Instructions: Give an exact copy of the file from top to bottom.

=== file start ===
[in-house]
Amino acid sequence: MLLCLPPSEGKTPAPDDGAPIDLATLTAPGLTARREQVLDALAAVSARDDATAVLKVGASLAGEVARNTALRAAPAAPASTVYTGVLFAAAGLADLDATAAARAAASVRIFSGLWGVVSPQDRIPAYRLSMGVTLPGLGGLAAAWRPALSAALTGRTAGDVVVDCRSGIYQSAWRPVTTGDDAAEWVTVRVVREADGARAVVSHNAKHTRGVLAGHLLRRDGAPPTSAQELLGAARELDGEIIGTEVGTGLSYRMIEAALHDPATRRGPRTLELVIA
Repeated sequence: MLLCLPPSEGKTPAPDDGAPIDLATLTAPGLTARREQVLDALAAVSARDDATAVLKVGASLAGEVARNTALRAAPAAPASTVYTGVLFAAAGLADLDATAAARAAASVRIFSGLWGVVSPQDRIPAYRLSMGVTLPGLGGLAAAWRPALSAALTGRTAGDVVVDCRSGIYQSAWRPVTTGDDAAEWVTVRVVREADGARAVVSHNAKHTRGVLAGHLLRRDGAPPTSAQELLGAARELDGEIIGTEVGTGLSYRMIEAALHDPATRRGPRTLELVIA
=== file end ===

[in-house]
Amino acid sequence: MLLCLPPSEGKTPAPDDGAPIDLATLTAPGLTARREQVLDALAAVSARDDATAVLKVGASLAGEVARNTALRAAPAAPASTVYTGVLFAAAGLADLDATAAARAAASVRIFSGLWGVVSPQDRIPAYRLSMGVTLPGLGGLAAAWRPALSAALTGRTAGDVVVDCRSGIYQSAWRPVTTGDDAAEWVTVRVVREADGARAVVSHNAKHTRGVLAGHLLRRDGAPPTSAQELLGAARELDGEIIGTEVGTGLSYRMIEAALHDPATRRGPRTLELVIA
Repeated sequence: MLLCLPPSEGKTPAPDDGAPIDLATLTAPGLTARREQVLDALAAVSARDDATAVLKVGASLAGEVARNTALRAAPAAPASTVYTGVLFAAAGLADLDATAAARAAASVRIFSGLWGVVSPQDRIPAYRLSMGVTLPGLGGLAAAWRPALSAALTGRTAGDVVVDCRSGIYQSAWRPVTTGDDAAEWVTVRVVREADGARAVVSHNAKHTRGVLAGHLLRRDGAPPTSAQELLGAARELDGEIIGTEVGTGLSYRMIEAALHDPATRRGPRTLELVIA